Liberal democracy is still at an early experimental stage. We have to remember this. It's less than a hundred years since we got anywhere close to universal suffrage and less than ten since we've had the Human Rights Act in British law. Much of the world isn't there yet and we may be wrong to assume that it's a matter of yet at all. Just because it's a really good idea - one of our best - doesn't mean that it'll catch on any more than it has, doesn't mean that we won't throw it away.
There are lots of other ways of running things – we've done this in lots of other ways in the past. Or at least, we've had it done to us. That's the thing. Liberal democracy provides us all with a chance to live the kind of lives we'd like and to have our voices heard. All other systems give all the power to just a few people, for fairly arbitrary reasons and usually for very short precarious periods. Liberal democracy is the best system for everyone. Even if, right now, you feel that things should be done very differently, you have a chance to change your country. You are free to make your argument, and if it's any good, others may be persuaded.
This is also the inevitable weakness in the system. You have to allow very mistaken people the same opportunities as the rest of us. You can't ban political parties or stop anyone from speaking out. You can only force people to act within the law and to keep those laws as liberal as possible. It is reasonable to stop some people doing certain jobs which involve upholding the law – members of the BNP aren't allowed to be police officers because under our system, police officers have to sign up to the idea that every one of us has an equal right to peace and justice. I don't suppose you could be a history teacher either, and the CofE has banned BNP membership among the Clergy on account of the fact that Jesus was a decent kind of chap (despite this compelling poster). But they can still speak and run for government office. And that's a good thing.
We're in a bit of a state just now. Not much of a state, but a bit of one. We're in a recession. We have an unelected Prime Minister who well, Charlie Brooker put it rather prettily. And we've had thirteen years of possibly the most cynical government in British history. Not necessarily the worst, but the most cynical. They act like they don't really care what we think - or maybe they do care, they just assume that we're all utterly gullible. We feel we are not listened to. And when we feel we are not listened to at, we begin to suspect that no-one in politics will listen to us.
The scandal over MPs expenses is nothing next to taking us into an illegal war, colluding with torturers and attacking our civil liberties. One or two heads will rightly roll (we'll have paid for the hats on them) but lots of people exploit expenses claims. The real galling thing here is that once again, it seems to have taken an age for anyone to admit that they had done something wrong. Oh and the fact that both the main parties have been so obsessed with us useless eaters and cracking down on benefit fraud (hat-tip to BendyGirl).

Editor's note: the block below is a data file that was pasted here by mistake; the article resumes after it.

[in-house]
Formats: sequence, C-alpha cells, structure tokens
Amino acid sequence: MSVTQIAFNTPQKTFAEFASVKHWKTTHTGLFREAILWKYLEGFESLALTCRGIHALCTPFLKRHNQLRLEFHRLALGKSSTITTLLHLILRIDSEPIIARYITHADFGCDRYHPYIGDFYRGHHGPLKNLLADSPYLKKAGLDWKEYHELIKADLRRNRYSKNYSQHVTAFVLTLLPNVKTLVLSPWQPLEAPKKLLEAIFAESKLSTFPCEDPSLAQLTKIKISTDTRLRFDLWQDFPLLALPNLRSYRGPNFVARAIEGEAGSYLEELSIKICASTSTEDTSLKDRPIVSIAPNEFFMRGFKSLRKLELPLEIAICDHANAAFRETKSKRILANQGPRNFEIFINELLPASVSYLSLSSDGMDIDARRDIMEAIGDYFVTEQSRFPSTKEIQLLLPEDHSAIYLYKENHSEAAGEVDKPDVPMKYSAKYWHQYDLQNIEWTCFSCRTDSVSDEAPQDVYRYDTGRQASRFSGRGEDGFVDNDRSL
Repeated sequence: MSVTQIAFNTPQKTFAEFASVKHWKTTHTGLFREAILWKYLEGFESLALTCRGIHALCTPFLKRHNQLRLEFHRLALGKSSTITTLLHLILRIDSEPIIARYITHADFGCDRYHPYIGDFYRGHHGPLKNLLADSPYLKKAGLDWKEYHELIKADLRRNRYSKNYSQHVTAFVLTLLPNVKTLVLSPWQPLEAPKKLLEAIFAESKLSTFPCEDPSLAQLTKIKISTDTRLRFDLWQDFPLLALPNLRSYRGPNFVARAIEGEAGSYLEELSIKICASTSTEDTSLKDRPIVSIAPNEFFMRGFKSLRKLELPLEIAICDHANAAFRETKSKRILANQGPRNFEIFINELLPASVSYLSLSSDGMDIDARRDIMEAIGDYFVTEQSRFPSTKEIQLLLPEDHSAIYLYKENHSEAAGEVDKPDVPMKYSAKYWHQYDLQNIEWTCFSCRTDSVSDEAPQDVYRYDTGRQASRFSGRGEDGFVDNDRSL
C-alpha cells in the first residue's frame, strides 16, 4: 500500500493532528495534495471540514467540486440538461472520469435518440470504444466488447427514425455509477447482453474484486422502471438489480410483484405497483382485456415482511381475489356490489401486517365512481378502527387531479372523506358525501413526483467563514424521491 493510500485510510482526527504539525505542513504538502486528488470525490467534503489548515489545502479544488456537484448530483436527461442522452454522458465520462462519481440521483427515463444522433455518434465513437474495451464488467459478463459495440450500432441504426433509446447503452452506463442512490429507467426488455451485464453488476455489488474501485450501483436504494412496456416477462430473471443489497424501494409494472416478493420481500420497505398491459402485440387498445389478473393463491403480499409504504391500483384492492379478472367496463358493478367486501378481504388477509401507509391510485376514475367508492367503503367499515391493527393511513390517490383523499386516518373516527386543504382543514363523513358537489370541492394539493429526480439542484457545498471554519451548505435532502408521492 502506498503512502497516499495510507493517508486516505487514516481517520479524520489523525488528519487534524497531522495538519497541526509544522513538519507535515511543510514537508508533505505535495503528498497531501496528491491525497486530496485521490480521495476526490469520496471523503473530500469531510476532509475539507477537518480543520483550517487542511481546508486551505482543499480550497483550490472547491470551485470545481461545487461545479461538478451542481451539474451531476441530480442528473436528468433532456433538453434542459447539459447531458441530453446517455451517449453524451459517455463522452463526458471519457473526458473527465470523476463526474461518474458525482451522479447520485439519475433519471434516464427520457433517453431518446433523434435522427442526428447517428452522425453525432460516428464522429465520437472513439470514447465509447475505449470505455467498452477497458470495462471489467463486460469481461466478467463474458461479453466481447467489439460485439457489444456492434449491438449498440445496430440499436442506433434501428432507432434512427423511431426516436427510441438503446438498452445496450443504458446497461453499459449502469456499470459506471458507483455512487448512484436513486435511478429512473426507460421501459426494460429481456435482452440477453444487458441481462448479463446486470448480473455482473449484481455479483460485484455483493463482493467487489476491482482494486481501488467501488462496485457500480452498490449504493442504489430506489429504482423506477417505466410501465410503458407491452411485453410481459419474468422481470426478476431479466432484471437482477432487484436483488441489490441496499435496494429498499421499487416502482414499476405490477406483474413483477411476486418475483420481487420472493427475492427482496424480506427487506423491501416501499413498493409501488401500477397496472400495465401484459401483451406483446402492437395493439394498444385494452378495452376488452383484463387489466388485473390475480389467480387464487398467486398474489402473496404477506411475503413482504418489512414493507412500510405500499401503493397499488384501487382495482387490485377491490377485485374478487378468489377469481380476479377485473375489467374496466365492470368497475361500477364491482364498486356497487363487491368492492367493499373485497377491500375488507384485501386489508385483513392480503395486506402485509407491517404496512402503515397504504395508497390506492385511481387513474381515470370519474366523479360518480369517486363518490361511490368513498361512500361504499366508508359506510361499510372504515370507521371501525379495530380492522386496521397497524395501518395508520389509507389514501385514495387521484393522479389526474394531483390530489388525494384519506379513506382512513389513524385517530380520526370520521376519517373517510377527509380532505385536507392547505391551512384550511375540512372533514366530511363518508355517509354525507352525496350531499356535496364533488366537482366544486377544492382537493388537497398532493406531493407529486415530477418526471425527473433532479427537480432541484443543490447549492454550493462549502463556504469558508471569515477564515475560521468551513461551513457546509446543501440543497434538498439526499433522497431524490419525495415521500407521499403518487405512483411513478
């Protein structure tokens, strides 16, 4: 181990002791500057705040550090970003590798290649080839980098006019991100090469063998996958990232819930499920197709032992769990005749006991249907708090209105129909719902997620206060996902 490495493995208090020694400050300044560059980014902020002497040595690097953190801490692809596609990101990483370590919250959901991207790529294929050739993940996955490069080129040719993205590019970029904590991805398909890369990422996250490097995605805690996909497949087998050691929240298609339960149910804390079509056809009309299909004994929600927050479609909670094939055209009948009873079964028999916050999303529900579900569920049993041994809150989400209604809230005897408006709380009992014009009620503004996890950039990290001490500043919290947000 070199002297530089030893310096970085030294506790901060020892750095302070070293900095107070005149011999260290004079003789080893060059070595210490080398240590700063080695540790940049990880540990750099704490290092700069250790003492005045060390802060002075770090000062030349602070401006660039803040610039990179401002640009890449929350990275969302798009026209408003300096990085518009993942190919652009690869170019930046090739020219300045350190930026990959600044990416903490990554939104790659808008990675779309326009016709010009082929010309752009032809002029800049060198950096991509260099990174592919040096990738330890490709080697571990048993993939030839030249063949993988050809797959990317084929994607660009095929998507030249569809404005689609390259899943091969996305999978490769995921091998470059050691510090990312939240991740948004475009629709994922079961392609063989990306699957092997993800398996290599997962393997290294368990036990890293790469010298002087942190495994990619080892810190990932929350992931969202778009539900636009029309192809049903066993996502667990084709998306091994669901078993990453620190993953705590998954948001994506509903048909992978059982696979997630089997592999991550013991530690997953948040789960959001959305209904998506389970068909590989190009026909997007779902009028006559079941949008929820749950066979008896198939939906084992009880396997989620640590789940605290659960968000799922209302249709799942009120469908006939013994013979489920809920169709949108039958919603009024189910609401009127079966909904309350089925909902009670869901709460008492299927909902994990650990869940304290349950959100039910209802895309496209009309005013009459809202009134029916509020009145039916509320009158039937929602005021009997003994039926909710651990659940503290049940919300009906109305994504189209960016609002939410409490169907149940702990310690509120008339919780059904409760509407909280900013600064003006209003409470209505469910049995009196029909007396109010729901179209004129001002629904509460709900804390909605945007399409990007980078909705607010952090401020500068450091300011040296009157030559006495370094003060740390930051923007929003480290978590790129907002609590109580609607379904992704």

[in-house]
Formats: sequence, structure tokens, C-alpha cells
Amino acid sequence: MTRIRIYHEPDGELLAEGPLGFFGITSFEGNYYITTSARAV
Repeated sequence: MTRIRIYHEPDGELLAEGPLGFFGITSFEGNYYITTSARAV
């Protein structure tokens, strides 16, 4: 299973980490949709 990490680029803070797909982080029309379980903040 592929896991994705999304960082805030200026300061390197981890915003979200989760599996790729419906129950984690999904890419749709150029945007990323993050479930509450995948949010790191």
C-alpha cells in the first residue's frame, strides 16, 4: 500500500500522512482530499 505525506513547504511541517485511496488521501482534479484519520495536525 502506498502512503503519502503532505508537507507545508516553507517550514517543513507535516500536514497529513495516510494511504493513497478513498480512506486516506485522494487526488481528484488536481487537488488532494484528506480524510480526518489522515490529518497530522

But perhaps the most dangerous thing is that they're all in on it. The main political parties haven't been attacking each other on the issue because none of them have clean linen. And so it seems that all politicians are bastards. There have been jokes (at least I hope they're jokes) about how the Queen should dissolve parliament and appoint someone of her own choosing.
It doesn't have to be like this. In other countries in Europe, politians are seen more like public servants. The population of any healthy democracy will engage in both criticism and piss-taking of its elected representatives, power and corruption are never far apart, but other populations are less demoralised than we are just now. Of course some have things much worse than we do - like Italy, who still have this man running both the government and half the media.
Anyway, we have a European Election coming up on the 4th June. At the last European Elections in 2004, there was a less than 40% turnout and 5% of the votes were for the BNP. That's one in twenty of the people who voted, but only one in fifty of the electorate and presumably several people who crossed that particular box had simply missed the one they wanted to cross (let's give them the benefit of the doubt). Okay, so it's Europe, we don't see a lot of what MEPs do, but it's still about power. And maybe, given these scandals, the increase in poverty and hardship over the last five years and the growing sense that some radical change must take place, they'll get even more votes this time. These people could wind up having a tiny bit of power over our lives. And their voices get louder. And like I say, we can't ban them, we can't shut them up. All we can do is keeping winning the argument and vote.
I think it would be good to vote for just about anyone else this coming 4th June. Personally, I think you ought to vote for the Liberal Democrats, but if you strongly disagree with them, there's probably someone else you can vote for in good conscience. If you want out of Europe, there's always UKIP who are at least a liberal bunch. And then hopefully we get to do the same in a General Election sometime in the next year - goodness knows we're overdue one.
We can all vote for flawed people who nevertheless subscribe to the principles of freedom, equality and democracy. At least when they mess up, we can still hold them to account. And then we can continue with the experiment.